Property high-flier Ha bankrupted

20:03, Aug 30 2012
Don Ha
DON HA: The former high-flying property king has been bankrupted.

One-time Auckland property king Don Ha has been bankrupted.

The order bankrupting Ha and his wife Mohini was made in the Auckland High Court this morning following action brought by KiwiBank and supported by the Bank of New Zealand, Westpac, ANZ National and the Public Trust.

Ha had failed to reach a creditors' compromise in March and his counsel today sought a 30-day adjournment of proceedings to again try to convince creditors to accept a shortfall. Associate Judge John Faire rejected the request.

Bankruptcy marks a complete fall from grace for Ha, who at one time was on the National Business Review Rich List, splashed millions on racehorses and planned to open an academy teaching others how to replicate his success.

The son of Vietnamese refugees, Ha settled in New Zealand in 1980 at the age of nine. In 1994 he began developing property in South Auckland, and the high watermark came in 2007 when he made the Rich List with an estimated fortune of $60m. His wealth allowed him to indulge his horse-racing interests and in 2007 he paid a record $2m for a Zabeel colt at Karaka.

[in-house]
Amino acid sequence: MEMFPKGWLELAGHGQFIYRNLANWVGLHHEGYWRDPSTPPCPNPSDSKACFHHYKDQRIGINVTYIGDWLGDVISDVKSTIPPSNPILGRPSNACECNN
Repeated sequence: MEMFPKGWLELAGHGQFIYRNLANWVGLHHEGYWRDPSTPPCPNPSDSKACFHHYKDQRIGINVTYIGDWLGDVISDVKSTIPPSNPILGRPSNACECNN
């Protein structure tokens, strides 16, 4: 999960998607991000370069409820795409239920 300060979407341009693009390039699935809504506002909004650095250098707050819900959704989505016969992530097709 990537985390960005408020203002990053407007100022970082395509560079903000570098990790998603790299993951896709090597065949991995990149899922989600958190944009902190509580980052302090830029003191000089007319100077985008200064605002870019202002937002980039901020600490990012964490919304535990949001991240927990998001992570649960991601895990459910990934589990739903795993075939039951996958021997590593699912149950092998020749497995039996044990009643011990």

The following year Ha dropped off the Rich List and began a series of ultimately futile court bids to unwind racehorse purchases worth millions of dollars.

Over the past year many of Ha's enterprises were placed into administration by lenders, and earlier this year the developer began winding down the remainder of his empire by appointing liquidator John Gilbert to several of his companies.

Gilbert blamed the global financial crisis for the collapse.

Ha's attempts to profit by teaching others his property investments secrets also floundered because of financial troubles. Last year Ha registered Don Ha Trading Academy. "Get inside the head and heart of Don Ha and find out how to achieve his results and become a millionaire through real estate sales," short-lived advertising for the academy said.

Ha tipped the academy into liquidation in March, and Gilbert's first report into the company's failure said the collapse of related companies had proved a death knell.

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